Review

Memoir: A History

by Ben Yagoda

In this age of “boo-hoo” journalism, it seems anyone
who has ever been the subject of abuse, illness, or loss --- or who
knows someone in such conditions --- has or soon will come
out with a memoir. A quick look at the new book section in my local
library shows MY JOURNEY WITH FARRAH: A Story of Life, Love, and
Friendship, written by Alana Stewart and published less than two
months after the pop culture icon died in June 2009, and Patrick
Swayze’s posthumous THE TIME OF MY LIFE, released just 15
days after he passed away. Can it be long before we see something
from one of Tigers Woods’s consorts?

You might think that such gut-spilling is a relatively new
phenomenon, but according to Ben Yagoda’s MEMOIR: A History
--- a fascinating, well, biography of the genre --- that’s
not the case by a long shot. From the days of the classic
philosophers through medieval times, men (mostly) have been telling
their stories of conquest, failure, redemption, doubt and/or belief
with the notion that the world (much smaller in those days) was
anxiously waiting to know their thoughts.

There are many subgenres that have enjoyed their
“fad-dom” over the years, such as the founding fathers,
war heroes and former slaves. In contemporary times, we have the
“extreme misery memoir,” which chronicles
“dysfunction, abuse, poverty, addiction, mental illness,
and/or bodily ruin.”

How much detail should be told and how much should be kept
between the writer and his maker? And how will that decision color
the reader’s perception? According to Jean-Jacques Rousseau
in his own CONFESSIONS, he “presents himself as he wants to
be seen, not at all as he is. The sincerest of people are at best
truthful in what they say, but they lie by their reticence, and
what they suppress changes so much what they pretend to reveal that
in telling only part of the truth, they tell none of it.”

Next, we must define what “truth” is exactly. And
since much of that truth is based on memory, what role does
that play? Two people who shared the same situation might
have vastly different recollections of the same affair (as
represented by the “I Remember it Well” duet from the
film Gigi).

Then there’s the infuriating issue of false memoirs,
perhaps best illustrated by James Frey’s A MILLION LITTLE
PIECES, in which he totally misrepresented himself. The manuscript
was originally intended as a novel, but when it garnered scant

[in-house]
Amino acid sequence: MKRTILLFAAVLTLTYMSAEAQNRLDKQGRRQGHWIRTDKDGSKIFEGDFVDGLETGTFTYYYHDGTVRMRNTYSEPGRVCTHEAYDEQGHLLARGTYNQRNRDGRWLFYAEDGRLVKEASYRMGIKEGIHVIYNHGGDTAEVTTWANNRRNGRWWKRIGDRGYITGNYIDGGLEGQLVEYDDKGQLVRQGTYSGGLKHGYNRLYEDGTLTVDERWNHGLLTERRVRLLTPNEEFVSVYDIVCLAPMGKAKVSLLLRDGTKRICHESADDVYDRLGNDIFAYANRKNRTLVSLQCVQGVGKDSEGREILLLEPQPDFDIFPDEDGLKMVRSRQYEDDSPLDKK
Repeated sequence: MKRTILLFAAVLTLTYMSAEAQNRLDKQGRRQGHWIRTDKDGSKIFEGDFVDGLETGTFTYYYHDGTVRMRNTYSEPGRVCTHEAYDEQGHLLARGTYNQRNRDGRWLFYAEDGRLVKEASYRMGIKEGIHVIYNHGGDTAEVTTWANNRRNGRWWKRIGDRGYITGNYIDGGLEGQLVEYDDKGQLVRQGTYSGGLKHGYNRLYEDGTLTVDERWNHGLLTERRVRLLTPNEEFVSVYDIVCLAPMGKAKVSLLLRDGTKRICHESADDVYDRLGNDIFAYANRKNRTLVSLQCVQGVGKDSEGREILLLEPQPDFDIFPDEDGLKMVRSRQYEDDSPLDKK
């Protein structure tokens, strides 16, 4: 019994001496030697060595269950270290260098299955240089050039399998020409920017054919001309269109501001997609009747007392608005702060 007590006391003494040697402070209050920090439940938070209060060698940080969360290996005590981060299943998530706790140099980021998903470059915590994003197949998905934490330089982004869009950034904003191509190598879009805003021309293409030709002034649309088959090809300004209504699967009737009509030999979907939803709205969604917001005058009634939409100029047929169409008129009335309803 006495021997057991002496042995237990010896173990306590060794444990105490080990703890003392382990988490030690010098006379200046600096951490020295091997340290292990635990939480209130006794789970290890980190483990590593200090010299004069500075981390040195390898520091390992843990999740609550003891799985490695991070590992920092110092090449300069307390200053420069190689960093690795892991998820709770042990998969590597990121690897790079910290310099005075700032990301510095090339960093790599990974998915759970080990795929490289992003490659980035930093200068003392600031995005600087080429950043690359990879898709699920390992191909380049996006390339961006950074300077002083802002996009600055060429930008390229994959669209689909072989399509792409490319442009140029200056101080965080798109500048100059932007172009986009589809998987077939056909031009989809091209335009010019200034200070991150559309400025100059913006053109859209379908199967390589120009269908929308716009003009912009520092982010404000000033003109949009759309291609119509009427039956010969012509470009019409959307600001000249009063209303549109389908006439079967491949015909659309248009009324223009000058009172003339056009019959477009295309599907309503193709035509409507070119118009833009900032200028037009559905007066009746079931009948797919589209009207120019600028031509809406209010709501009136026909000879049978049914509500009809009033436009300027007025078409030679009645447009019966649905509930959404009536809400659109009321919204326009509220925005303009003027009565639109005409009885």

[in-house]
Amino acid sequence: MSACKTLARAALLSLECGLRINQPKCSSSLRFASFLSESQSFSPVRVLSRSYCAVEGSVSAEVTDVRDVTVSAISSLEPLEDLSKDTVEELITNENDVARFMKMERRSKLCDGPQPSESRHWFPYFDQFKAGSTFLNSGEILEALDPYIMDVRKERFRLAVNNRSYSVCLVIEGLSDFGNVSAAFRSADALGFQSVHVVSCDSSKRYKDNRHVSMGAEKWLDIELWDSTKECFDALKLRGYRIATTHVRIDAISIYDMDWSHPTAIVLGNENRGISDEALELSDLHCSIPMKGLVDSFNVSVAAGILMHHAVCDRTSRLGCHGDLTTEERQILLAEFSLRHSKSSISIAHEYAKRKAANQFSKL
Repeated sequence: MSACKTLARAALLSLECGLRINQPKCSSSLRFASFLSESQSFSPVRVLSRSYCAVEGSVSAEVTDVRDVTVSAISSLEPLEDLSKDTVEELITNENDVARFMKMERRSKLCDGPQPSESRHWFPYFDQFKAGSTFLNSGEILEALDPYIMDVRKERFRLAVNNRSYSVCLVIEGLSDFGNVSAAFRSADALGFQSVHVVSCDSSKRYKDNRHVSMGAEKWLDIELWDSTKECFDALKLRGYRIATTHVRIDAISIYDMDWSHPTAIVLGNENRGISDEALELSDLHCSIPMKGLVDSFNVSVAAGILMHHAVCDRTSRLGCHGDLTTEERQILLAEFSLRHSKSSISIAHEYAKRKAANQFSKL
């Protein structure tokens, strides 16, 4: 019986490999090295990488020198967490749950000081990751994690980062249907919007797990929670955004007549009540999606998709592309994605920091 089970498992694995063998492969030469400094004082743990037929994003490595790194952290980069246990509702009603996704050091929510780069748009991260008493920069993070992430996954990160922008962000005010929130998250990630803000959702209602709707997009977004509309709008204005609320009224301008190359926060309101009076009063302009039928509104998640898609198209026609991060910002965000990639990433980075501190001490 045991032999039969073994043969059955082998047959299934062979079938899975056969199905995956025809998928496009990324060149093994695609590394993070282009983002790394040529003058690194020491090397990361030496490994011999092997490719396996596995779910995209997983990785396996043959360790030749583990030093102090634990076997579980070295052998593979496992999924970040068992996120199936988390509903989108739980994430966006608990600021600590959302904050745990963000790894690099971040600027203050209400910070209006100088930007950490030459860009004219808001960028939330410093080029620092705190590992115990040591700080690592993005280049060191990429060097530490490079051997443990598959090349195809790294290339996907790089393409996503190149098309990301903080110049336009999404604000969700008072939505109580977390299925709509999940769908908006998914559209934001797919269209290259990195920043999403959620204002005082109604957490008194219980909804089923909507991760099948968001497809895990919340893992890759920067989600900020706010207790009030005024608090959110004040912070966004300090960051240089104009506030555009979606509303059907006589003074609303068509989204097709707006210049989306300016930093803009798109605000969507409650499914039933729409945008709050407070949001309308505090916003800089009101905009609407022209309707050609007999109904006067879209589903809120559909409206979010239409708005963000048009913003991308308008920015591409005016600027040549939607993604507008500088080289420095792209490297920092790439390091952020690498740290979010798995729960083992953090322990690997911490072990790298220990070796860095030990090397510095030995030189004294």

interest, he thought it would be more successful if he
“personalized” it. He duped thousands of readers,
thanks in part to his endorsement by Oprah Winfrey before the facts
came to the surface.

Perhaps worse are those who prey on the public’s sympathy
by publishing ersatz Holocaust memoirs, such as FRAGMENTS: Memories
of a Wartime Childhood, 1939-1948 and MISHA, both of which, it
turned out, were totally fraudulent and a disservice to all those
who were subjected to Nazi degradations.

While Yagoda --- a journalism professor at the University of
Delaware --- chastises those who would simply lie about their
circumstances, he takes a laissez-faire approach when it comes to
more innocent misstatements and questions the importance of
absolute accuracy: “Get a life, people. Human memory is
flawed and everybody knows it. And memoir, as a genre, is
universally understood to offer subjective, impressionistic
testimony. It doesn’t pretend to offer the truth,
just the author’s truth….The people who spend
their time scouring these works for mistakes, and then proudly
trumpet their findings, are hypocritical scandalmongers.”
It’s a fine line between exaggerating for emphasis and being
purposely disingenuous.

There are several passages trying to connect perceived memory
and actual fact, all of which make for fascinating pondering. And
whether Yagoda meant it or not, MEMOIR might have the ancillary
effect of making readers question every such book they come across
in the future.

Reviewed by Ron Kaplan on January 6, 2011

Memoir: A History
by Ben Yagoda

  • Publication Date: October 5, 2010
  • Genres: Literary Criticism, Nonfiction
  • Paperback: 304 pages
  • Publisher: Riverhead Trade
  • ISBN-10: 1594484821
  • ISBN-13: 9781594484827